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Italian leader proclaims innocence


© St. Petersburg Times
published May 6, 2003

ROME - In the first trial of an incumbent Italian prime minister, Silvio Berlusconi stood in court Monday and denied bribery charges, insisting his role in a contested business deal served the best interests of the nation.

"I am proud, I repeat, I am proud of my conduct," the billionaire businessman said, gesturing passionately from behind the defendant's table in a Milan courtroom.

Berlusconi is accused of bribing judges in Rome to sway a ruling on the sale of former state-controlled food company SME in the 1980s, before he was a politician. Berlusconi says the company was about to be sold too cheaply, so he stepped in after pleas from then-Prime Minister Bettino Craxi.

"I had no direct interest and Craxi begged me to intervene because he believed the operation damaged the state," Berlusconi told a packed courtroom during a roughly 45-minute address.

Craxi was among those who fell from power in the Tangentopoli (Bribesville) scandal that toppled some of Italy's leading politicians a decade ago and revealed widespread corruption. A Berlusconi ally, he died in 2000 in Tunisia, where he was living in self-imposed exile to avoid prison on corruption convictions.

Ultimately, neither Berlusconi nor the other buyer succeeded in buying the food company, which was not sold for eight more years.

Berlusconi gave his testimony as an uninterrupted declaration that, under Italian law, prevented him from being cross-examined.

In Parliament, Berlusconi allies are trying to push through a law that would give the highest-ranking leaders of the Italian government immunity from criminal prosecution while they are in office. Its backers say it is intended to reduce politically motivated prosecutions.

The prime minister has been named in other criminal cases, but previous convictions have been reversed on appeal or annulled because of the statute of limitations. Berlusconi has not been convicted while in office.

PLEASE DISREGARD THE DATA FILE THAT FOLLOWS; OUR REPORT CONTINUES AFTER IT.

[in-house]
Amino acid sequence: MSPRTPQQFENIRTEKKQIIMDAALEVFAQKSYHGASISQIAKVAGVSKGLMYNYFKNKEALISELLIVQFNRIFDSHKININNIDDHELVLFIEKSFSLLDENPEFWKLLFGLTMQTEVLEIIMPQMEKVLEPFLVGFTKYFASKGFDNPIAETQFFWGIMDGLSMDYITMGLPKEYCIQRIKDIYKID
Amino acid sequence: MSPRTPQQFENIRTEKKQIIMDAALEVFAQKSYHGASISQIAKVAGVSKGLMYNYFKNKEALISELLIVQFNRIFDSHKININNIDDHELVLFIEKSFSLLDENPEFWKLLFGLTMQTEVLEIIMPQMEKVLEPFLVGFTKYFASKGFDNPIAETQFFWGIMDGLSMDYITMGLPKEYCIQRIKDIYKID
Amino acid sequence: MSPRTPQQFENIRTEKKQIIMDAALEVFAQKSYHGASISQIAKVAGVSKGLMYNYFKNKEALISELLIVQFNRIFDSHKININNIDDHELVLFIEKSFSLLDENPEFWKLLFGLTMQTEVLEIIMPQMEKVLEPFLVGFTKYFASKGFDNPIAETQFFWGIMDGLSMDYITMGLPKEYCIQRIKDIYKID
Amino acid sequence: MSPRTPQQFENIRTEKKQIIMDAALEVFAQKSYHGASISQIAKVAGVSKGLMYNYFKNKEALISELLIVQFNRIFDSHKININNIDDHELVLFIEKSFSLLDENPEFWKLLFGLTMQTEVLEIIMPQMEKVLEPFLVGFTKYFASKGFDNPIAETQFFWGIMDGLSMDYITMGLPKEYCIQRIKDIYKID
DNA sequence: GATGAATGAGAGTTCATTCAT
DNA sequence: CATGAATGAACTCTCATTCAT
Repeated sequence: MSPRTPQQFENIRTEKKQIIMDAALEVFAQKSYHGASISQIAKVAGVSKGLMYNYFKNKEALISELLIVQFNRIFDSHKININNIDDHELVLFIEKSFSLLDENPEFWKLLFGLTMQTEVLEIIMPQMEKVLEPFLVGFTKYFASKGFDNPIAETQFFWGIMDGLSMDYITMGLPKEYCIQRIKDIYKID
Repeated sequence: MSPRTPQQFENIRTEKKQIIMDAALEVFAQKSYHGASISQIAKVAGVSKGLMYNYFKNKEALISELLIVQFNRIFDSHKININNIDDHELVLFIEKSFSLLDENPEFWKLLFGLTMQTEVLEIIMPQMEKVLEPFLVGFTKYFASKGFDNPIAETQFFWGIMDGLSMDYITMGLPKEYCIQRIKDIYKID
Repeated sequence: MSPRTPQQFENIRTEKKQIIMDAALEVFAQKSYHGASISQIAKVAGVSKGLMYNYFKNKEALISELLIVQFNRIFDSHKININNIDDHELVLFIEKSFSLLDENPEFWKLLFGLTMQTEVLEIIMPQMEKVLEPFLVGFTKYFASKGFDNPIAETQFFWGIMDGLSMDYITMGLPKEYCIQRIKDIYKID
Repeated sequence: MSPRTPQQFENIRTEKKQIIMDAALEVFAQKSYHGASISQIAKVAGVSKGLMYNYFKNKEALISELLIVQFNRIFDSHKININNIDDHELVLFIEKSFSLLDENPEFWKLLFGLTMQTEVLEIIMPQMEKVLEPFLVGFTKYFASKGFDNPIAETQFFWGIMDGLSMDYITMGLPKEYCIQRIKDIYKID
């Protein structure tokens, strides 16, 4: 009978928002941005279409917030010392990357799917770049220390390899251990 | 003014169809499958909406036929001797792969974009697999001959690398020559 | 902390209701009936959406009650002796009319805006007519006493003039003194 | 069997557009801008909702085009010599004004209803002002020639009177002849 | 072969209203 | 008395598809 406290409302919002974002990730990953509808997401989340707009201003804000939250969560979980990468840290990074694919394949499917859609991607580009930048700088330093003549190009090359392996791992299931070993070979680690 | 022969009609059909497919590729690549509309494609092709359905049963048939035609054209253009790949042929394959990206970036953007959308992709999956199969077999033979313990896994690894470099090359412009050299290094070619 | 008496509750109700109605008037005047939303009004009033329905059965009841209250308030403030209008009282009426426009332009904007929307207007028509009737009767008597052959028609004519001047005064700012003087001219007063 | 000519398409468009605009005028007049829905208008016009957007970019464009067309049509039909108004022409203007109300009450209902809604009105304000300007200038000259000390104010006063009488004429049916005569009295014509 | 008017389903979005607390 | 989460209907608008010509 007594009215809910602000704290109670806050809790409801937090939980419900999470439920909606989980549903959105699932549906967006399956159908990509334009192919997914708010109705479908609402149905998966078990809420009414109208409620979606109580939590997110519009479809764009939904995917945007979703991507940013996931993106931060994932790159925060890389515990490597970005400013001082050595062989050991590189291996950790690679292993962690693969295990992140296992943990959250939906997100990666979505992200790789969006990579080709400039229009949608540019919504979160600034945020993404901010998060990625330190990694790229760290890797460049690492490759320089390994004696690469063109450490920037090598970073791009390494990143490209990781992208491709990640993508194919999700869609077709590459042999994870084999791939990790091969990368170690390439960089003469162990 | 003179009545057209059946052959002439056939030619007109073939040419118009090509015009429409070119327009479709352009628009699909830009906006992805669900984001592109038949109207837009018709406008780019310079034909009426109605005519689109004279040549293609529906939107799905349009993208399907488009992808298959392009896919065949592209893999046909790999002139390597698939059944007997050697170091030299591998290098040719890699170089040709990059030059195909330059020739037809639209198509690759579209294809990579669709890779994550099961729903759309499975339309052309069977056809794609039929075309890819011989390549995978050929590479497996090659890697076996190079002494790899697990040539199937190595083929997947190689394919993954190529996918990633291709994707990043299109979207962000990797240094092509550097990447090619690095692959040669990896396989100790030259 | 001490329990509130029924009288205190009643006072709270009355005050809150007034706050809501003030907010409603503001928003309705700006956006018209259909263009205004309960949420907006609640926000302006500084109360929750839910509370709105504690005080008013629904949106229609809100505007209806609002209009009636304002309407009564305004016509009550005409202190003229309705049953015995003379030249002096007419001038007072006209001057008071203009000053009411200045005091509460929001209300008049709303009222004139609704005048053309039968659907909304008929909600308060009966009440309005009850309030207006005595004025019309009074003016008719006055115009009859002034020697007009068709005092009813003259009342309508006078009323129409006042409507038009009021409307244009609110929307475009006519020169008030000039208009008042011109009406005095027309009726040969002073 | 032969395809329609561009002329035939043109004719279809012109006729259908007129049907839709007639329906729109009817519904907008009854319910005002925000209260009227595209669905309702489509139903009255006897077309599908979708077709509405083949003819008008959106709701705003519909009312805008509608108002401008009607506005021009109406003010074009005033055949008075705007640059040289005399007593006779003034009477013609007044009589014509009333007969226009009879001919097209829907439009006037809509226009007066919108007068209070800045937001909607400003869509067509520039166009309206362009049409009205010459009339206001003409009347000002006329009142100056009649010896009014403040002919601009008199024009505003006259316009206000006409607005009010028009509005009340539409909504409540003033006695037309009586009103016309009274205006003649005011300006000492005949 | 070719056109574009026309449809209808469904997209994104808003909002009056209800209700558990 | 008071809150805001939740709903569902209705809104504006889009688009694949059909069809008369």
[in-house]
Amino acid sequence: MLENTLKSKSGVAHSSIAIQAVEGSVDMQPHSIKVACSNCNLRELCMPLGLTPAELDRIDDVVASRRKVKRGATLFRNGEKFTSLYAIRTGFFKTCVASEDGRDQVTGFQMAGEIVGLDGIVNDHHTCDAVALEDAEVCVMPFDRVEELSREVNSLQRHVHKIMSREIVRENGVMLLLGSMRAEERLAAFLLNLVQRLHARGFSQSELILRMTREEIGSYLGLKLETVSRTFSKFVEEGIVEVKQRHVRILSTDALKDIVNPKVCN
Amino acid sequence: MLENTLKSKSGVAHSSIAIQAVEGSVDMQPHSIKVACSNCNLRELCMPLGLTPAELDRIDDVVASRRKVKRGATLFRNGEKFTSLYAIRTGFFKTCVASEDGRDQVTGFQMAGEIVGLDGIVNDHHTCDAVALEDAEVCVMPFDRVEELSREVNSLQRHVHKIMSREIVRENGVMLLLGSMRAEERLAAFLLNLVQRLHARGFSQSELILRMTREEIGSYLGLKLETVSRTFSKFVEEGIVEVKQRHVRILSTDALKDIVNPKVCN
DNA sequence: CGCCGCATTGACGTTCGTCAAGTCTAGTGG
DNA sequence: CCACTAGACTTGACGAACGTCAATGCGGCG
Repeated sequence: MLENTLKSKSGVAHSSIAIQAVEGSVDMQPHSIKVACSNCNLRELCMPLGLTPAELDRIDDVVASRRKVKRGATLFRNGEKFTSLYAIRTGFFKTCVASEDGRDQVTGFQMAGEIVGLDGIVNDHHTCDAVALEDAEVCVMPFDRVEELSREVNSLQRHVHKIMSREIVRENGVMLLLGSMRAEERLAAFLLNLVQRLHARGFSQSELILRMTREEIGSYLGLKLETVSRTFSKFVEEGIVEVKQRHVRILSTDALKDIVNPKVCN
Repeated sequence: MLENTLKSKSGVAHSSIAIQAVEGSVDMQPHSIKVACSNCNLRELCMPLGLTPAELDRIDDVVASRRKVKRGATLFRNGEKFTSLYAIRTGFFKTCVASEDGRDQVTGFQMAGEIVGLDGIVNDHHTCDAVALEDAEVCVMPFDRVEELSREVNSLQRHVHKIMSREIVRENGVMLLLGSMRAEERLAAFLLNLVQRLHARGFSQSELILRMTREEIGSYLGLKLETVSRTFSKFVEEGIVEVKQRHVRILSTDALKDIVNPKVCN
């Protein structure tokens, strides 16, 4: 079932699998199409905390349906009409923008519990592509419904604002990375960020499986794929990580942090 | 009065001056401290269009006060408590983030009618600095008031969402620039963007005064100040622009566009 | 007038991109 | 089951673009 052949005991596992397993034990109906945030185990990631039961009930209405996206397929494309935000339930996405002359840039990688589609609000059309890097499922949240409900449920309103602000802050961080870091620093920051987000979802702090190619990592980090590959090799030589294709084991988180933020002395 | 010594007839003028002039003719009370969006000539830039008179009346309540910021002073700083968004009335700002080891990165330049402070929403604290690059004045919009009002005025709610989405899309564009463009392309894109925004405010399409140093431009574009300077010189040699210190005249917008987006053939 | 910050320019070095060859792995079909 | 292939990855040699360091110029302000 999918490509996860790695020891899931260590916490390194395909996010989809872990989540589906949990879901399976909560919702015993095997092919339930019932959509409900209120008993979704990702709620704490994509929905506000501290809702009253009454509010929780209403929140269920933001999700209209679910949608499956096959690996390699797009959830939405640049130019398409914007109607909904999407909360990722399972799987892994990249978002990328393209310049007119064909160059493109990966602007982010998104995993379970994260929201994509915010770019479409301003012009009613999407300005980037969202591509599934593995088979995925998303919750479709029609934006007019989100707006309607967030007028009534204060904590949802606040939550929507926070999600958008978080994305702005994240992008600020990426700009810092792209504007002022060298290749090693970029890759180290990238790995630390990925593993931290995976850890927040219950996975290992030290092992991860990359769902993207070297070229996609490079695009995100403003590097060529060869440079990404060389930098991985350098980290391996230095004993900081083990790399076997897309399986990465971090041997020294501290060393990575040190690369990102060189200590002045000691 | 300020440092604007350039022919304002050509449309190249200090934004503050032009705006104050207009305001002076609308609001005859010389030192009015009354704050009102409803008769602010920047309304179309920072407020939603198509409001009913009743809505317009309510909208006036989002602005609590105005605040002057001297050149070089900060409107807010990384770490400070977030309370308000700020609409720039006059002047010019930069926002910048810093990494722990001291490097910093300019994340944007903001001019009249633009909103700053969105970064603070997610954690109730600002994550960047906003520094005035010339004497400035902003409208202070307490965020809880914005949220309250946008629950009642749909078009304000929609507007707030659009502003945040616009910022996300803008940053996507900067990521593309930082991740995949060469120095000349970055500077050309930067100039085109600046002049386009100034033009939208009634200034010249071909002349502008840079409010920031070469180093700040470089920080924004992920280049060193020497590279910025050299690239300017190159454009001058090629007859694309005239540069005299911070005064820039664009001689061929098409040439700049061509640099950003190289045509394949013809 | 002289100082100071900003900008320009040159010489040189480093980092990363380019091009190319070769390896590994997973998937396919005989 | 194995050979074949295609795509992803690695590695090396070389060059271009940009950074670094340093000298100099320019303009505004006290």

Berlusconi was prime minister briefly in 1994 and was elected again in 2001. Early in his current term, Italy's highest criminal appeals court upheld his acquittal in another bribery case.

When Berlusconi left the court Monday, a man approached him and shouted, "You'll end up like Ceausescu!" - a reference to Romania's toppled dictator Nicolae Ceausescu, who was executed during the 1989 anticommunist revolt.

The ANSA news agency said the prime minister told police escorts to take down the man's identity. The agency said Berlusconi's office planned to file misdemeanor charges of "verbal abuse" against the man.

Berlusconi's codefendants in the SME case include his former defense minister, Cesare Previti, who was convicted in a similar bribery case last week and sentenced to 11 years in prison. Previti is appealing his conviction.

Berlusconi's allies have criticized European Commission President Romano Prodi for his role in the SME deal. They say Prodi, then chief of the state-controlled holding company IRI that was selling off SME, agreed to a price that was far too low.

Prodi responded Monday by issuing a long reconstruction of the SME case and saying he was not worried about the accusations. "It's not a trial against me," he said.

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